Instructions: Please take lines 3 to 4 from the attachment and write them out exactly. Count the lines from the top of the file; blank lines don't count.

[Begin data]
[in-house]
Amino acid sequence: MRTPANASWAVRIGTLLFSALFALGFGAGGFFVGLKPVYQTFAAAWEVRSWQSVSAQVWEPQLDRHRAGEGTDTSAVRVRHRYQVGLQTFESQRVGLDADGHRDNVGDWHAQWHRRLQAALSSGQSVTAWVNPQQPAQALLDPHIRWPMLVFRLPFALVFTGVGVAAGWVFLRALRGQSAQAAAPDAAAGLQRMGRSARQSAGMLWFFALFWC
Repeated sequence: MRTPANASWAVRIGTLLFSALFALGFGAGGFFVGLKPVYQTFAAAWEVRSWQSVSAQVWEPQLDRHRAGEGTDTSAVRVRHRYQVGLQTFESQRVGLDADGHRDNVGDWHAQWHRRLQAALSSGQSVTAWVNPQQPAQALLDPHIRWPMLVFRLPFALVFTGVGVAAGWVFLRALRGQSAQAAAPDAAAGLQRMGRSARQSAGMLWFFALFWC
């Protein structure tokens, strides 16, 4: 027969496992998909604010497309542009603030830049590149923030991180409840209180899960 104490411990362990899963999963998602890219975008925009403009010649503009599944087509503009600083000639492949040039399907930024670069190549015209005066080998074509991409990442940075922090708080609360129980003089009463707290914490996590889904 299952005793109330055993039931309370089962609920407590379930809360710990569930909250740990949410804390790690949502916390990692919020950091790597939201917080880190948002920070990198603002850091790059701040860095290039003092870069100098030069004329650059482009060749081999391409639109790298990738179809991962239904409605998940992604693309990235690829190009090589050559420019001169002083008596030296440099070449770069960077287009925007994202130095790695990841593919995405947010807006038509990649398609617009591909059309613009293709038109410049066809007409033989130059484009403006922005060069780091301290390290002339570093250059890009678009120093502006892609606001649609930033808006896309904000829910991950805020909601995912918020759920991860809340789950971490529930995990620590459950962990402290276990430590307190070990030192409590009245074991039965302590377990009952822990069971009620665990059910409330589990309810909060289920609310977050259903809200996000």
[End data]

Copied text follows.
Repeated sequence: MRTPANASWAVRIGTLLFSALFALGFGAGGFFVGLKPVYQTFAAAWEVRSWQSVSAQVWEPQLDRHRAGEGTDTSAVRVRHRYQVGLQTFESQRVGLDADGHRDNVGDWHAQWHRRLQAALSSGQSVTAWVNPQQPAQALLDPHIRWPMLVFRLPFALVFTGVGVAAGWVFLRALRGQSAQAAAPDAAAGLQRMGRSARQSAGMLWFFALFWC
């Protein structure tokens, strides 16, 4: 027969496992998909604010497309542009603030830049590149923030991180409840209180899960 104490411990362990899963999963998602890219975008925009403009010649503009599944087509503009600083000639492949040039399907930024670069190549015209005066080998074509991409990442940075922090708080609360129980003089009463707290914490996590889904 299952005793109330055993039931309370089962609920407590379930809360710990569930909250740990949410804390790690949502916390990692919020950091790597939201917080880190948002920070990198603002850091790059701040860095290039003092870069100098030069004329650059482009060749081999391409639109790298990738179809991962239904409605998940992604693309990235690829190009090589050559420019001169002083008596030296440099070449770069960077287009925007994202130095790695990841593919995405947010807006038509990649398609617009591909059309613009293709038109410049066809007409033989130059484009403006922005060069780091301290390290002339570093250059890009678009120093502006892609606001649609930033808006896309904000829910991950805020909601995912918020759920991860809340789950971490529930995990620590459950962990402290276990430590307190070990030192409590009245074991039965302590377990009952822990069971009620665990059910409330589990309810909060289920609310977050259903809200996000």